Review: Military Armament Corporation JSOC 1911

A modern reinterpretation of a classic fighting pistol.

posted on May 30, 2023

Military Armament Corporation describes itself as a “retro-tactical” brand, and when it comes to the company's brand-new JSOC 1911 handgun, that description could not be more apt. The JSOC 1911 is a full-size .45-caliber 1911 and is outfitted with everything an operator would want in a “fighting 1911 pistol.” In fact, when I first removed it from its case to look it over, the JSOC 1911 evoked a sense of nostalgia about for the guns that were the epitome of tactical .45-caliber handguns some 25 years ago. This 1911 is equipped with ambidextrous thumb safeties, a flared ejection port, a skeletonized trigger, a combination flat mainspring housing and beveled magazine well, 25 LPI front strap checkering, a beavertail grip safety and a commander hammer. Lastly, it has a brass-beaded front sight blade and a Bo-Mar style adjustable rear sight: Retro-tactical, indeed.

How The JSOC 1911 Came To Be

It is no secret that Military Arms Corporation drew inspiration from .45-caliber 1911s carried by the US Army’s SFOD-D (Special Forces Operational Detachment, Delta) aka “Delta Force.” Their aim in selling these pistols to American shooters is to bring a taste of a match-grade tactical 1911 with some retro styling at a more affordable price. The full-size government profile 1911 pistol, which has been around for over a century, is one of the few guns that captivates shooters in ways that few guns ever do. For high level shooters in both the sport and tactical world, these full size .45-caliber handguns were the undisputed kings of their disciplines. 1911s offer unique sliding triggers, pointability and shootability that can lead to tremendous accuracy, even at extended distances. With Delta Force being an elite military unit, the serious use of these guns was therefore a given. Back in the day, the then-members of this unit were lucky to train with the cream of the crop of sport shooters. As professional shooters, their job was to know everything about shooting 1911s in order to exploit every last ounce of performance. Suffice to say that with the type of talent both coaching “the Unit” and the level of performance expectations amongst “the Unit” itself, Delta Force had good reasons to outfit their men with fighting 1911 pistols. Those guns are the inspiration for the Military Arms Corporation JSOC 1911 pistol.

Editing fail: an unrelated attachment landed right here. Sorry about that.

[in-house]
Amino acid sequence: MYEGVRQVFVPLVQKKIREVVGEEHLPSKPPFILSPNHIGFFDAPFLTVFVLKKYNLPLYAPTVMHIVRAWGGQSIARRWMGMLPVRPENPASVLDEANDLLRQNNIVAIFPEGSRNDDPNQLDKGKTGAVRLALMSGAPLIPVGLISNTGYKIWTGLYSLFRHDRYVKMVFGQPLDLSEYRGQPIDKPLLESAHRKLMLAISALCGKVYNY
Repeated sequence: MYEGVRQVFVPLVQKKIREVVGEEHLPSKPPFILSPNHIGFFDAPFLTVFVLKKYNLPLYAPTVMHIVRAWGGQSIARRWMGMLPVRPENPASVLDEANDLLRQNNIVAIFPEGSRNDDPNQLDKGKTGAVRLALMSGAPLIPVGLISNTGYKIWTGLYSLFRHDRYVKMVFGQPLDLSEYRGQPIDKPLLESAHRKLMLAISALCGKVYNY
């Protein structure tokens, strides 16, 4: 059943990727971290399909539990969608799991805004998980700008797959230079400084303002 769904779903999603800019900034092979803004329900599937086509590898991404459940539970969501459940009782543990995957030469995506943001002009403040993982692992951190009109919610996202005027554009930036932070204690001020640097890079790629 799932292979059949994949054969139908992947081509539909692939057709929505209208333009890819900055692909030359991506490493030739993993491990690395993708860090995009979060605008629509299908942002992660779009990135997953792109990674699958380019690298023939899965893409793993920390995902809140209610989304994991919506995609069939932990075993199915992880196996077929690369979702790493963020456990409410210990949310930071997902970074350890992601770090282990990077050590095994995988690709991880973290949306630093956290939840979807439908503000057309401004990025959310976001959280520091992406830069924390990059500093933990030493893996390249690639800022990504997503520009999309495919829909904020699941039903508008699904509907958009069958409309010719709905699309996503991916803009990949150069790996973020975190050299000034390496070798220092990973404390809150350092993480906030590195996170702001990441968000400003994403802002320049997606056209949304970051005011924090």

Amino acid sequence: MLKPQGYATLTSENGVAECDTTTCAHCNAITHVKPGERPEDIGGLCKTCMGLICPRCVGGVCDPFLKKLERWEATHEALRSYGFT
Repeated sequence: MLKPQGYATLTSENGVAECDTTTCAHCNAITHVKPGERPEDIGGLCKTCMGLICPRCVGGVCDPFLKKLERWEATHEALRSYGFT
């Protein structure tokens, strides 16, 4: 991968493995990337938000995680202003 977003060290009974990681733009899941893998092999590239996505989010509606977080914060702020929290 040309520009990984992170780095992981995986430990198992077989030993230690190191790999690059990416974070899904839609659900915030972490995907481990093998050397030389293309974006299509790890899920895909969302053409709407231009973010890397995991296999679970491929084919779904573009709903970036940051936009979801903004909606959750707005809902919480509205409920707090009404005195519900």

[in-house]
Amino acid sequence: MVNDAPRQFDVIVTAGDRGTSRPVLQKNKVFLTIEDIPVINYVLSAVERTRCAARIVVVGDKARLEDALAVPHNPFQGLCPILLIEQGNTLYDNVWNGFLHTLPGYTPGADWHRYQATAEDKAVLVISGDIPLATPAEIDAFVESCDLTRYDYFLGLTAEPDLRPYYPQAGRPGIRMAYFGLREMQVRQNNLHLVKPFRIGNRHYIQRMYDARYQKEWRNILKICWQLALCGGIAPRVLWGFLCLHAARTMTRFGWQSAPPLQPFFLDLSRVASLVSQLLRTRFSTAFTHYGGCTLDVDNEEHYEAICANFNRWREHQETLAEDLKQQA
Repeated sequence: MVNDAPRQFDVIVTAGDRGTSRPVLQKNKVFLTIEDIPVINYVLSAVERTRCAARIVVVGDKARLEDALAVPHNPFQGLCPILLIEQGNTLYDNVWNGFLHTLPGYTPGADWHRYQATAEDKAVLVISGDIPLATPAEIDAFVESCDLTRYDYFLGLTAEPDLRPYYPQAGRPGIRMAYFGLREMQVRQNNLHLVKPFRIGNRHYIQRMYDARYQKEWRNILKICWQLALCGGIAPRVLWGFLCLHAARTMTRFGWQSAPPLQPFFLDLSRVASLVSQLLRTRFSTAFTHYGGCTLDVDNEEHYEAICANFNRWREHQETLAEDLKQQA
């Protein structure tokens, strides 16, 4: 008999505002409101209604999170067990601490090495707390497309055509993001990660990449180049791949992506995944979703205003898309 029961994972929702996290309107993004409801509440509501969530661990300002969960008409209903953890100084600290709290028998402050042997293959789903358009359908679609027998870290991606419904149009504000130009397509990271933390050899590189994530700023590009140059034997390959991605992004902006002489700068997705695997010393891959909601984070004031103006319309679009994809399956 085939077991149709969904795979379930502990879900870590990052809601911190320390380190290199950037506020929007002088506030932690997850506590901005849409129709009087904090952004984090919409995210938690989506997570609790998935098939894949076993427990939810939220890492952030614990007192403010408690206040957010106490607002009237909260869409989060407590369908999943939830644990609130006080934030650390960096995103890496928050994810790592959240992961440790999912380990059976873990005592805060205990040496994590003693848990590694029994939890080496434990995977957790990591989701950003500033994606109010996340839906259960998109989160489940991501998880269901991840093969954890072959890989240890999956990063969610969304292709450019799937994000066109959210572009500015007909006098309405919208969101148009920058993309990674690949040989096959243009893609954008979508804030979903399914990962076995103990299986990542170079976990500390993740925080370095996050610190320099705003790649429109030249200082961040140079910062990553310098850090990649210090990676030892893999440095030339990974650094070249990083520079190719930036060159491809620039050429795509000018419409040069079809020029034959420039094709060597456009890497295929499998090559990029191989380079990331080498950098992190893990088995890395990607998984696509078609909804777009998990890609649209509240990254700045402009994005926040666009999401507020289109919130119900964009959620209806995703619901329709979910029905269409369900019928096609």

The JSOC 1911 On The Firing Line

Hammer and sightsFor the hands-on portion of this review, I fired 138 rounds of both factory and hand-loaded .45 ACP ammunition. These included Hornady’s 185-grain Critical Defense JHP loads, Fiocchi’s 230-grain ball rounds and 20 rounds of 200-grain LSWC handloads using 5.4-grains of HP38. During the evaluation, I experienced a total of four malfunctions–all part of the break-in process. The first three stoppages occurred prior to round number 50, and the last one happened intermittently around the 120th round. This brand-new pistol was lightly lubricated and somewhat stiff out of the box. Given the 1911’s all-metal classic design, a break-in period is not out of the question. In hindsight, extra lube might also have been helpful. After shooting the first fifty rounds of Fiocchi FMJ ammo at a 5-yard Dot Torture target, I loaded 38 rounds of the Hornady Critical Defense 185-gr carry ammo and proceeded to shoot several magazines of controlled pairs at an NRA-B8 target at 7 yards. My intention was to run the gun quickly and aggressively to see how it handled. Not surprisingly the JSOC 1911 got very hot in a short amount of time but suffered no malfunctions. The rest of my round count was fired for accuracy and at a few 25-yard NRA-B8 targets I shot for fun. The felt recoil of the MAC JSOC 1911 is on par with other full-size steel framed .45-caliber 1911 pistols. It is best described as a slow shove instead of the brisk snap of a typical polymer framed 9mm pistol, so a strong firm grip is advised to keep control of a 1911 during rapid fire.